WASHINGTON -- Republicans have jumped on the latest failed solar company, lambasting it as another example of the Obama administration's "politically motivated" and "failed green energy agenda."
The company in question, Abound Solar, was also backed by the George W. Bush administration along with other prominent Republicans, including Indiana Gov. Mitch Daniels and Indiana Reps. Mike Pence and Dan Burton.
Abound, which received about $70 million in loans from the Department of Energy, declared bankruptcy Thursday, prompting a slew of comparisons to Solyndra, a similar company that failed in 2011 in spite of getting a $535 million loan guarantee.
U.S. Rep. Darrell Issa (R-Calif.), the House Oversight Committee chairman, led the charge condemning Abound Solar and Obama's energy policy in a statement Thursday.
"As part of its examination of President Obama’s failed green energy agenda and botched loan program, the Oversight Committee spotlighted in January the very real risks to taxpayers from Abound’s weak balance sheet," Issa said. "Abound received a junk credit rating of B, below that of the failed Solyndra. Today, that risk has become a reality, demonstrating yet again that taxpayers pay the price when the Obama Administration makes politically-motivated decisions as part of its failed green energy agenda."
Issa didn't address the political motivations of Republicans who backed Abound Solar. Several of them have supported other green-energy projects before.
Burton and Pence, along with Sen. Dick Lugar (R-Ind.) and others, wrote a letter to Secretary of Energy Steven Chu in October 2009 to plead for a DOE loan for Abound Solar, saying that the Tipton, Ind. plant it was building could create nearly 1,000 jobs. They also praised the green-energy agenda, saying, "We are encouraged by the increased emphasis on energy efficiency and on renewable sources of energy for the nation."
Daniels also trumpeted the company as a job creator in 2010. During his administration, the Indiana Economic Development Corporation offered the company more than $12 million in performance-based tax credits and training grants. Lugar also praised the company for its work in the state.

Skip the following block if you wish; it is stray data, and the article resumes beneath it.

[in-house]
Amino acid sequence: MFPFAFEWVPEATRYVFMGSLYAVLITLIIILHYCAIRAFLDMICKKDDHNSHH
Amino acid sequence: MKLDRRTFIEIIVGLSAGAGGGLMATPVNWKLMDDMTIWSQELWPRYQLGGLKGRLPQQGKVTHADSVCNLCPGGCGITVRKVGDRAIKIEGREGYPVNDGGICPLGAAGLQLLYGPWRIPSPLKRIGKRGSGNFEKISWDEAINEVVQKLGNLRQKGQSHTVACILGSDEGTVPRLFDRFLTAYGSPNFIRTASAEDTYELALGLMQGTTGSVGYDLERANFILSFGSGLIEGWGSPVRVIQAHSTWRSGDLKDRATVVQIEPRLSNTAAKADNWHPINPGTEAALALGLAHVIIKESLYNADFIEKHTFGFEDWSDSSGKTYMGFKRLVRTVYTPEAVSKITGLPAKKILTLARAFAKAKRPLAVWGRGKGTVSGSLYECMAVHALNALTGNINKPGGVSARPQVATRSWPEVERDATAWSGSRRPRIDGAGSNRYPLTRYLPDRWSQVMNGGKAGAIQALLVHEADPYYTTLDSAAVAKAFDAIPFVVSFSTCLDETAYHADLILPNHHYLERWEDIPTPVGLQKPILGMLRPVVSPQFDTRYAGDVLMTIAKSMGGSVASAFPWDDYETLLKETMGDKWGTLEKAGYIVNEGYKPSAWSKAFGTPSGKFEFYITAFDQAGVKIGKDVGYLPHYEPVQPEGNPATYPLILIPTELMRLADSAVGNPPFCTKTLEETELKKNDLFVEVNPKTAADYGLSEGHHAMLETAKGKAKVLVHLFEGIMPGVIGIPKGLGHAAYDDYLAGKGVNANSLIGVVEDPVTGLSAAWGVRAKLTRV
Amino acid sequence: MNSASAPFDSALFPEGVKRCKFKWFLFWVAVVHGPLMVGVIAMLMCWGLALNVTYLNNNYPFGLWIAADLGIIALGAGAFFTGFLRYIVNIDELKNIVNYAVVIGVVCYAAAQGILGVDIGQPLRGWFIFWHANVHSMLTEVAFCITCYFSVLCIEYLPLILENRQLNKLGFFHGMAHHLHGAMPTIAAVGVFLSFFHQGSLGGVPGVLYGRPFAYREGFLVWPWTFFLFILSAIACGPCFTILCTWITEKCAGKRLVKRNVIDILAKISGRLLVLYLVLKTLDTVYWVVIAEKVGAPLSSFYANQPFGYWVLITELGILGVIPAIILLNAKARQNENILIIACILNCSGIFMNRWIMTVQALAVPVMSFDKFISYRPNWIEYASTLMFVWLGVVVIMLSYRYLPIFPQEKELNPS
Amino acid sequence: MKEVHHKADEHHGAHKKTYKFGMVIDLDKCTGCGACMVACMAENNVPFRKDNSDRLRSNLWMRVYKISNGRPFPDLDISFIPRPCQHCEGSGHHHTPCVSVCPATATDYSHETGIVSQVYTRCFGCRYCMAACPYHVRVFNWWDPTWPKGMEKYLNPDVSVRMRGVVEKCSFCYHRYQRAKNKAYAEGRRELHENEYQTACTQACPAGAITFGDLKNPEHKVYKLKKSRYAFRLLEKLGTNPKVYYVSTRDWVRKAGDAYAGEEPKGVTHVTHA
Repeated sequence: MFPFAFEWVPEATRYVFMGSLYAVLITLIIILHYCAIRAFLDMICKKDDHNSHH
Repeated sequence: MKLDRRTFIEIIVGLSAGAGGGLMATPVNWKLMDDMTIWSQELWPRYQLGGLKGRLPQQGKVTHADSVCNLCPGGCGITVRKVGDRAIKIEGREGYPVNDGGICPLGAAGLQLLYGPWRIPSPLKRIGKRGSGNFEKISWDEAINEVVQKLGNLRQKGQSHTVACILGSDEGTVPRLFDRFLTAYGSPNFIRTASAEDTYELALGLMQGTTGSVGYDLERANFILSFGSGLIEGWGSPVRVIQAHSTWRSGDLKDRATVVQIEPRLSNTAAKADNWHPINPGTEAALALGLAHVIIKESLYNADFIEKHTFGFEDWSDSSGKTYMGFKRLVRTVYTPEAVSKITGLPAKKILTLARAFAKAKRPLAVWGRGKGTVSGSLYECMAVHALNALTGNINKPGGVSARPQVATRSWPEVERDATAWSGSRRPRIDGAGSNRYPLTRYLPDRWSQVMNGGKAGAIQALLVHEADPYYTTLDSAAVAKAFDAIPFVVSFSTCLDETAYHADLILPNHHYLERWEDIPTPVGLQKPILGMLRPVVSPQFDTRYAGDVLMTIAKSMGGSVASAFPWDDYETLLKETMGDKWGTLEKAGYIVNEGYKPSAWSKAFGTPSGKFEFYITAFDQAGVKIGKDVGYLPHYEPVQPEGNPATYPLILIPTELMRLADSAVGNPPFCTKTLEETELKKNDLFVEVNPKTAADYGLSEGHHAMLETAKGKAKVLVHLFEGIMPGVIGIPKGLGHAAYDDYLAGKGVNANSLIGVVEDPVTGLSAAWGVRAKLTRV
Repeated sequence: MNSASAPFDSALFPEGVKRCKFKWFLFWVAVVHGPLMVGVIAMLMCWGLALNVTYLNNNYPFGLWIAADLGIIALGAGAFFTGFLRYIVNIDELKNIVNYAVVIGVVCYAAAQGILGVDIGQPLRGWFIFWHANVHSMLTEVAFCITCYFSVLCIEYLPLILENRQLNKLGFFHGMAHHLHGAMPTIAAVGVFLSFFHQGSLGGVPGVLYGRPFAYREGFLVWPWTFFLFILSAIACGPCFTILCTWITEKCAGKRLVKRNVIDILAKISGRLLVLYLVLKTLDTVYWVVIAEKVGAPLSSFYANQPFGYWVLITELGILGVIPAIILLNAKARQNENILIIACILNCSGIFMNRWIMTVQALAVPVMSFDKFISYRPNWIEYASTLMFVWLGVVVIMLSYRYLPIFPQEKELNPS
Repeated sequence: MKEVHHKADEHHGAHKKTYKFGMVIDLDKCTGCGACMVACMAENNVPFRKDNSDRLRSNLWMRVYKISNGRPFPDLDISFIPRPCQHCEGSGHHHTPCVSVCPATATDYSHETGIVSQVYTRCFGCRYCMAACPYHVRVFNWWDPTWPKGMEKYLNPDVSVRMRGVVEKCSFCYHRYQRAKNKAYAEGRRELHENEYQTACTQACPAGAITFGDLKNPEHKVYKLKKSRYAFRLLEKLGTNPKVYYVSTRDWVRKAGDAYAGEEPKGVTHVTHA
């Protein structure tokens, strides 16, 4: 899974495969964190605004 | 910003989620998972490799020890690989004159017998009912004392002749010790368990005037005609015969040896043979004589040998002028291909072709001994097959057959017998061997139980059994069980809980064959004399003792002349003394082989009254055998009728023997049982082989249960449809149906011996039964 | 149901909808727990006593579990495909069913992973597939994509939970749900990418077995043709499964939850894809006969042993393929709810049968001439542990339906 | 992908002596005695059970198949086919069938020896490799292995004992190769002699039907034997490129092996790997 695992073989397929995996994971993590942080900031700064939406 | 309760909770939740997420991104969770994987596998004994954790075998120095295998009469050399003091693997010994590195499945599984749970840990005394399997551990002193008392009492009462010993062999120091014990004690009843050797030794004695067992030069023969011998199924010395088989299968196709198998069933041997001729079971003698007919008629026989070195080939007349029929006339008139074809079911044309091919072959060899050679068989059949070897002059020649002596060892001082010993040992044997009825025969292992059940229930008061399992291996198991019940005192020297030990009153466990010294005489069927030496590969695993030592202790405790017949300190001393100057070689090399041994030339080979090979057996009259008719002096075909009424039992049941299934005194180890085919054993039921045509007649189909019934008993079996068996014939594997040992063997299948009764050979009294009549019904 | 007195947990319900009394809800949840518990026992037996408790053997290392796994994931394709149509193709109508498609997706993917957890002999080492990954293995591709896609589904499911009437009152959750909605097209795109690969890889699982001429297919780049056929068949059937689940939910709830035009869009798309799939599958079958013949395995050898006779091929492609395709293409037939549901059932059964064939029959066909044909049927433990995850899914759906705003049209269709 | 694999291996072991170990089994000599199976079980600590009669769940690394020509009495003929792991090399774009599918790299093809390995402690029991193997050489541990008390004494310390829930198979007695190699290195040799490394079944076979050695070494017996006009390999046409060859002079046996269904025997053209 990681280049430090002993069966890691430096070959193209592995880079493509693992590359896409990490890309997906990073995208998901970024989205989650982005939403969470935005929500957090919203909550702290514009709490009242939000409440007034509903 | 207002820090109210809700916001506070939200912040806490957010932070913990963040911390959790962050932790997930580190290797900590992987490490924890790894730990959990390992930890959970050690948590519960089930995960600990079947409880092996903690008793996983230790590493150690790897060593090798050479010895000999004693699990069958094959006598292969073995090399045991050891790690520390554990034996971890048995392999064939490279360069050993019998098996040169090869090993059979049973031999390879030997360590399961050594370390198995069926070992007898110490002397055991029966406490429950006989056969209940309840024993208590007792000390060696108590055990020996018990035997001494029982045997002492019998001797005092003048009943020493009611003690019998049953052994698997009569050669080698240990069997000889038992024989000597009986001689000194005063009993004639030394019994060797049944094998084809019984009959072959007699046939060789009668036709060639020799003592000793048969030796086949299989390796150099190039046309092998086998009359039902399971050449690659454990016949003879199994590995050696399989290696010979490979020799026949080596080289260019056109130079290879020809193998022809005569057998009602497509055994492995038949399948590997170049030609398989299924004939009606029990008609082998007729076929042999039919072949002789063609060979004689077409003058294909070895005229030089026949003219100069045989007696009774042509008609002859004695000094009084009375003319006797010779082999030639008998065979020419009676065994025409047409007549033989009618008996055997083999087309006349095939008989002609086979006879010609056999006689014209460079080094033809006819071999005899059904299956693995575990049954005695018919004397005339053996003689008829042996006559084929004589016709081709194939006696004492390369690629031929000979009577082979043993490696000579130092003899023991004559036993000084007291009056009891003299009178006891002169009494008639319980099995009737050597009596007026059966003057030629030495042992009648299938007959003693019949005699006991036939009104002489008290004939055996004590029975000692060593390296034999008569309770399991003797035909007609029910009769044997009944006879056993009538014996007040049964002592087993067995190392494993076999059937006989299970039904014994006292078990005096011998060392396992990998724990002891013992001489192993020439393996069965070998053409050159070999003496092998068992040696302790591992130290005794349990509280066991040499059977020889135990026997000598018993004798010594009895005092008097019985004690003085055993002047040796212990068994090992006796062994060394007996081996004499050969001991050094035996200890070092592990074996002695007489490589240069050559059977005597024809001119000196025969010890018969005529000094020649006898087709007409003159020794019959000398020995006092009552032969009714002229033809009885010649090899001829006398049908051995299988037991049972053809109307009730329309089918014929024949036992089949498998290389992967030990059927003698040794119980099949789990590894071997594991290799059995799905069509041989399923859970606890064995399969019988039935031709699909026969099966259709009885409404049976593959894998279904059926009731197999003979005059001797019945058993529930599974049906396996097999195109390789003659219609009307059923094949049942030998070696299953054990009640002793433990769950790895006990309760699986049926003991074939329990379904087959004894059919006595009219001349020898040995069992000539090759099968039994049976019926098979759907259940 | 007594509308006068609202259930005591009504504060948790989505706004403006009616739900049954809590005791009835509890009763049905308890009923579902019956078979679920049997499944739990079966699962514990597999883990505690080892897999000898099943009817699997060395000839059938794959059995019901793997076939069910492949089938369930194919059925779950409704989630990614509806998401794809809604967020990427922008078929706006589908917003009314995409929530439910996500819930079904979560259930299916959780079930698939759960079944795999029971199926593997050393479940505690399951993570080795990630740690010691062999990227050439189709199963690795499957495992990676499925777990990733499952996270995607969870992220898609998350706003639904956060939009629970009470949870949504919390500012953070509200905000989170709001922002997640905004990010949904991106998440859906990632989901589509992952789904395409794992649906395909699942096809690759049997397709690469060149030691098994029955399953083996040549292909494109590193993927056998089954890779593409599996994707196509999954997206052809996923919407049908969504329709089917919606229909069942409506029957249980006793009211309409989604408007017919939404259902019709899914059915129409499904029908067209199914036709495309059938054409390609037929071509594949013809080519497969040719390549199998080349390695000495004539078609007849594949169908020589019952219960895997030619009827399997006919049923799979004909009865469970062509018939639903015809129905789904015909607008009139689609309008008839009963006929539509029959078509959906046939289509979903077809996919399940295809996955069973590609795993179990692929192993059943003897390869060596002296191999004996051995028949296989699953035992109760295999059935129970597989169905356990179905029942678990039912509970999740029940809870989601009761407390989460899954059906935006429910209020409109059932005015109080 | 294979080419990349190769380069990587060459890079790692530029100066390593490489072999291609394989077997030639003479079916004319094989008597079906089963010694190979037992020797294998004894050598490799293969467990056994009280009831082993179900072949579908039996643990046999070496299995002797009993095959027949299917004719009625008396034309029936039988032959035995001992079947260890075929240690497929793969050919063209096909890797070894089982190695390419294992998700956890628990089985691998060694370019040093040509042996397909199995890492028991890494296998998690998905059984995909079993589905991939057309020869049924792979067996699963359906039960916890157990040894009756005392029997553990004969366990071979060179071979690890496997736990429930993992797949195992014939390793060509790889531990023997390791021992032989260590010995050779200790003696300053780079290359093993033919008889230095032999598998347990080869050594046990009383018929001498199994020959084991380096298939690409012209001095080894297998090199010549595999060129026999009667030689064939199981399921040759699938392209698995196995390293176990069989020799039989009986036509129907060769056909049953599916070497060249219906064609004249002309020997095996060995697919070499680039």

Abound Solar's government support, however, did not start in the Obama administration. The company also received $3 million in funding from the Bush Administration in 2007, back when it was called AVA Solar.
The company is the third DOE-backed company to declare bankruptcy, following Solyndra and Beacon Power, an energy storage company, both of which filed for bankruptcy in 2011.
Aggressive pricing competition from China and a global oversupply of its solar panels forced Abound Solar to stop production in February. According to a statement from Damien LaVera, a DOE spokesman, taxpayers may lose $40 million to $60 million on the loan after Abound’s assets are sold and the bankruptcy proceedings close.
While Issa has alleged some sort of political motivation for the loan, investors in Abound have donated not just to Republicans, but to Issa himself.
Raymond Debbane, the chairman of Abound's largest equity investor, Invus, gave Issa $5,000 for this upcoming election, as well as another $5,000 for Issa's political action committee in the last election. Debbane, who donates to both parties, has given $30,000 to GOP candidates this cycle.
Issa spokesman Jeffrey Solsby said Issa inferred there was political motivation in supporting Abound Solar since it received the loan despite its weak balance sheet and poor bond rating.
"That the firm received the loan even after it was revealed it was highly risky and speculative gives the impression of a process driven more by politics than weighed on the merits," he wrote in an email.
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